expressing conﬂicting feelings or needs (already mentioned
in Theme 2), but they also became an important topic of
conversations with family or friends.
My husband says sometimes: “I would like to talk to the little girl.”
He then says that I start behaving diﬀerently. I also talk to my
therapist using diﬀerent voices. Sometimes, she addresses them
asking questions. If questions are asked directly, they respond, but
there are times I do not allow them to speak, because the teenager
part can be very mean and attacks people. (Mary).
It may have been easier for Mary to express her needs for
dependency and care by ascribing them to a little girl and,
because she felt awkward about feeling angry with the therapist,
attributing hostile impulses to a teenager could give her a sense
of control and reduce guilt. Karina decided to create a video-
blog for documenting dissociative parts, and shared her videos
with people interested in DID. She said she was surprised to ﬁnd
clips in which she looked dreadful, having her make-up smeared
all over the face, because she had no memory of doing that.
However, she showed no signs that it bothered her. She discussed
the videos with her best friend, a DID fan who had encouraged
her to enroll in the study in order to conﬁrm her diagnosis.
They were collecting evidence to support the idea that she had
a dissociative disorder, which she presented one by one, before
being asked about details.
Mark [her friend] reads a lot about DID. He says I sometimes talk
in a high voice which is not the way I usually talk. He refers to
us as plural. [. . .] In some of these videos I do not move or blink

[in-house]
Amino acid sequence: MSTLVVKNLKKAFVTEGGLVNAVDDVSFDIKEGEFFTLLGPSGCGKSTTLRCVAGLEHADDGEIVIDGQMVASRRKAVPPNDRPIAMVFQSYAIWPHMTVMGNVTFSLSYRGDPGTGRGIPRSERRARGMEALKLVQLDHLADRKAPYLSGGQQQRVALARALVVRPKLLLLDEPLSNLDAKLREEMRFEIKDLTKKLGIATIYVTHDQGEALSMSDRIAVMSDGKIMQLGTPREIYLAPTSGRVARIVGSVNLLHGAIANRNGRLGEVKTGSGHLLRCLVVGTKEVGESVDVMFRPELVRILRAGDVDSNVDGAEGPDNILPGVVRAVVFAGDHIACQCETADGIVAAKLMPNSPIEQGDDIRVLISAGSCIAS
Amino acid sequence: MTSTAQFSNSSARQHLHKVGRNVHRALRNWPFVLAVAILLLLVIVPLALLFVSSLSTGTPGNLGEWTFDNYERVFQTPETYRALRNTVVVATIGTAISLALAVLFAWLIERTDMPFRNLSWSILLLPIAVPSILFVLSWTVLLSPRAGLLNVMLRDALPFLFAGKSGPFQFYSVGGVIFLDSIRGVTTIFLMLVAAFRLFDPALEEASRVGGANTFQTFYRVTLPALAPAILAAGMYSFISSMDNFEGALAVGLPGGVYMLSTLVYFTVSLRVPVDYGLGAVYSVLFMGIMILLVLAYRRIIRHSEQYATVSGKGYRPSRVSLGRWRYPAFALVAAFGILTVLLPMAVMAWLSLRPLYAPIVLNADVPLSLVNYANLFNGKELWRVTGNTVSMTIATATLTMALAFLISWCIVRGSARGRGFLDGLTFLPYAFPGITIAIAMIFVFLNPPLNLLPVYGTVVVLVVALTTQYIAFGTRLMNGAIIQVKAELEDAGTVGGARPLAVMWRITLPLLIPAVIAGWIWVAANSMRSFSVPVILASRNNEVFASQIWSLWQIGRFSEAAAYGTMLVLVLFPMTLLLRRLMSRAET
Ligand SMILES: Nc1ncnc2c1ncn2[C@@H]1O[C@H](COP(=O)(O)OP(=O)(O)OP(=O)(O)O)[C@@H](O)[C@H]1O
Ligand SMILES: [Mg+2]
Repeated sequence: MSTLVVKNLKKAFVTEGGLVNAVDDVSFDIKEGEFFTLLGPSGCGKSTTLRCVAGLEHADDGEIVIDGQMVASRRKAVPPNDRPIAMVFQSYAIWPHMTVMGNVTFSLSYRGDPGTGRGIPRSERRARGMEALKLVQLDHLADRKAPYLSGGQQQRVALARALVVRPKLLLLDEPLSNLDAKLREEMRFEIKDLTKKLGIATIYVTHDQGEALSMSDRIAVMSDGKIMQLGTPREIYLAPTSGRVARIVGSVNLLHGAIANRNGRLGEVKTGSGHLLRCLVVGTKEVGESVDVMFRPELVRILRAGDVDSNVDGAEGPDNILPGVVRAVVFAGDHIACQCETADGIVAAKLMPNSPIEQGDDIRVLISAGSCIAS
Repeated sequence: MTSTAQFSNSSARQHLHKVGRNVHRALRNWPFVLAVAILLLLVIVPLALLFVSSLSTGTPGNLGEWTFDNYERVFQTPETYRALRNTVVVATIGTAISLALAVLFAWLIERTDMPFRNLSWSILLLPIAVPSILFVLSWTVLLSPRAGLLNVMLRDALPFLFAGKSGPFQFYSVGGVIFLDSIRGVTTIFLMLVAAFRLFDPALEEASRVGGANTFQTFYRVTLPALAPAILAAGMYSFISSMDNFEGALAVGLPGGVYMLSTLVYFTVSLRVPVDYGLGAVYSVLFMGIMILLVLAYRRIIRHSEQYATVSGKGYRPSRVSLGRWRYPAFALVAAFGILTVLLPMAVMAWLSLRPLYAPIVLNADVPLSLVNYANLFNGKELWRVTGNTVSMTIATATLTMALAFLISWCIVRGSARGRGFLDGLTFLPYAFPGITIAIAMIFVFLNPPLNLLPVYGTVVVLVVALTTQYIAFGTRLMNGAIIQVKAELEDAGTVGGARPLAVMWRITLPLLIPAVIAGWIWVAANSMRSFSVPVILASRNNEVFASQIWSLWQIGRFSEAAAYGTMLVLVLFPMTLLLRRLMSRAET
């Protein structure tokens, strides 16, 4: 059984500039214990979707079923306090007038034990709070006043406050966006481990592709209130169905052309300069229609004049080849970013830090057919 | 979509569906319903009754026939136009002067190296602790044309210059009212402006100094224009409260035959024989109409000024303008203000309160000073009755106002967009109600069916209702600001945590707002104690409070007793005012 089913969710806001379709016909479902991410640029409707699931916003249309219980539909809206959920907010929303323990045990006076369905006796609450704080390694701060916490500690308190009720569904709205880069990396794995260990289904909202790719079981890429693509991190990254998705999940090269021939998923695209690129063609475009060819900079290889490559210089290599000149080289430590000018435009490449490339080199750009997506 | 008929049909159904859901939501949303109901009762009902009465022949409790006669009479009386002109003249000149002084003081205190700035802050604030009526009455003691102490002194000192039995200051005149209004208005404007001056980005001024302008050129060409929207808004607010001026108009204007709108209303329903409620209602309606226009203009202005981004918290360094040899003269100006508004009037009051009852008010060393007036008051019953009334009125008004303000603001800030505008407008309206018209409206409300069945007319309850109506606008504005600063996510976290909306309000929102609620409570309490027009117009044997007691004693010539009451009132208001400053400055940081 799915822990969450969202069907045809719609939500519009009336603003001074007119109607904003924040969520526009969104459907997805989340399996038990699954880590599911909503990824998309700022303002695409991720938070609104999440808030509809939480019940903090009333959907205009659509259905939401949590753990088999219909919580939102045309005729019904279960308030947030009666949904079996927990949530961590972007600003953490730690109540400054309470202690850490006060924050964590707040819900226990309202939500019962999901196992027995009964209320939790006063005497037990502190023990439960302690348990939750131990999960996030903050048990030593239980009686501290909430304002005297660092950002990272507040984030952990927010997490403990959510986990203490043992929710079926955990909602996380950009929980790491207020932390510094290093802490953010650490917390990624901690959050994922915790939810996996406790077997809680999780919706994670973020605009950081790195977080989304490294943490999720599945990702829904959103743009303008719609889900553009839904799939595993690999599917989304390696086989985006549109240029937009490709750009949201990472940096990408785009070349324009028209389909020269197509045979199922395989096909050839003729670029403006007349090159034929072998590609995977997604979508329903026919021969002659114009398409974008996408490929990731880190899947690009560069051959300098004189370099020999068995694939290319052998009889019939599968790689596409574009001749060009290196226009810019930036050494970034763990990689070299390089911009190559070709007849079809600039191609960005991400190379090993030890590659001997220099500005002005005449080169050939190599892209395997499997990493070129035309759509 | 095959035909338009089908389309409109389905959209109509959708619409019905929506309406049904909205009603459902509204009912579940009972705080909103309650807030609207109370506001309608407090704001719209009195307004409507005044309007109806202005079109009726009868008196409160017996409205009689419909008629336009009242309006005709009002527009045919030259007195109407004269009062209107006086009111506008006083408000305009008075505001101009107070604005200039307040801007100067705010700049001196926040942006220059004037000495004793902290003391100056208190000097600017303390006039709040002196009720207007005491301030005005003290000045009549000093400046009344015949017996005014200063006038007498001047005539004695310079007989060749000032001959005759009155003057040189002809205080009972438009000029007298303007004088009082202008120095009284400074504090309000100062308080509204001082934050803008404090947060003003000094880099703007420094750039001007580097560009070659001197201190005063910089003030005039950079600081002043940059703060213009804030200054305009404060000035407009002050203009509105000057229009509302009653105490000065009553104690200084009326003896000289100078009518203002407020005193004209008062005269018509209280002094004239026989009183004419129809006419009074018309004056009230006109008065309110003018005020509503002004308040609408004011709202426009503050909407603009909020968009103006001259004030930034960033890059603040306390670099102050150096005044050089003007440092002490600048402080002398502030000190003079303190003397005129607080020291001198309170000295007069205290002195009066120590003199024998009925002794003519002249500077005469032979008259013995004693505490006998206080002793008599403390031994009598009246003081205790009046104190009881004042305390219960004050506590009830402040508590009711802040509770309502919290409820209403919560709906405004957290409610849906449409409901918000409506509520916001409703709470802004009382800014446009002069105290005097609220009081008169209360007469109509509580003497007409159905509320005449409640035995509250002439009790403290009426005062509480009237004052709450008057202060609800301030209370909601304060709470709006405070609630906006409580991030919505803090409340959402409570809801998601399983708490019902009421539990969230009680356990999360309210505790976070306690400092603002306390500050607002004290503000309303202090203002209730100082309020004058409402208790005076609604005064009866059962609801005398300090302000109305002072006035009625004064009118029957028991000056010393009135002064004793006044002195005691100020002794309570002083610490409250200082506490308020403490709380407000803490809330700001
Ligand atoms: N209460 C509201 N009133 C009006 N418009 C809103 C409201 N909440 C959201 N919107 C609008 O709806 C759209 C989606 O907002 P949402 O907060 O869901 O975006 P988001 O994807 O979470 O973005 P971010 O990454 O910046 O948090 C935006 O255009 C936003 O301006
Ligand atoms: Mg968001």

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for a minute. I look at some point and there is no expression on
my face. I can remember things until this moment, and later I
discover myself looking like something from Creepypastas. I am
so sorry for people who have to see this. . . and I found my diary.
I have been writing diaries since I was seven. I sometimes have no
memory for having written something. I need to ﬁnd these notes
because I would like to write a book about a fantasy world and
inner conﬂicts. (Karina).
Dominique and Katia also wrote journals to record
dissociative experiences. Katia hoped to be recognized as
an expert-by-experience and develop her career in relation
to that. She brought with her a script of a book she hoped
to publish 1 day.
Theme 5: Ruling Out DID Leads to
Disappointment or Anger
Four participants were openly disappointed that their DID
diagnosis was not conﬁrmed. They doubted if their descriptions
were accurate enough, or they challenged the interviewer’s
understanding of the symptoms. Katia also suggested that she
was incapable of providing appropriate answers supporting her
diagnosis due to amnesia and personality alterations.
Do you even consider that I might give diﬀerent answers if
you had asked these questions 2 or 5 years ago? I must have
erased some examples from my memory and not all experiences
belong to me. I know that people can unconsciously modify their
narratives and that is why I wanted an objective assessment.
[. . .] Nobody believed I was resistant to anesthetics until I was
diagnosed with some abnormalities. It was once written in my
medical report that I was a hypochondriac. One signature and
things become clear to everyone. Sometimes it is better to have
the worst diagnosis, but have it. (Katia).
She expected that the diagnosis would legitimize her
inability to establish satisfactory relationships, work, and become
ﬁnancially independent. For this reason, she also insisted that the
ﬁnal report produced for her should contain information about
how she felt maltreated by family or doctors, and revealed her
hopes to claim damages for health injury. Mary and Karina were
also upset that the interviewers did not believe they had DID.
Can you try to imagine how hard it is? I am not making things
up? You don’t believe me. I am telling you things and you must
be thinking, from the adult perspective: “You are making this up.”
Nothing pisses me oﬀ more than someone who is trying to prove
to others that they have just imagined things. They [dissociative
parts] feel neglected again, as always! (Mary).
Karina tried to hide her disappointment and claimed she was
glad she didn’t have a severe mental illness. However, she thought
she would need to build another theory explaining her symptoms.
After the interview, she sent more videos trying to prove the
assessment results were not accurate.
What about my problems then? I am unable to set boundaries,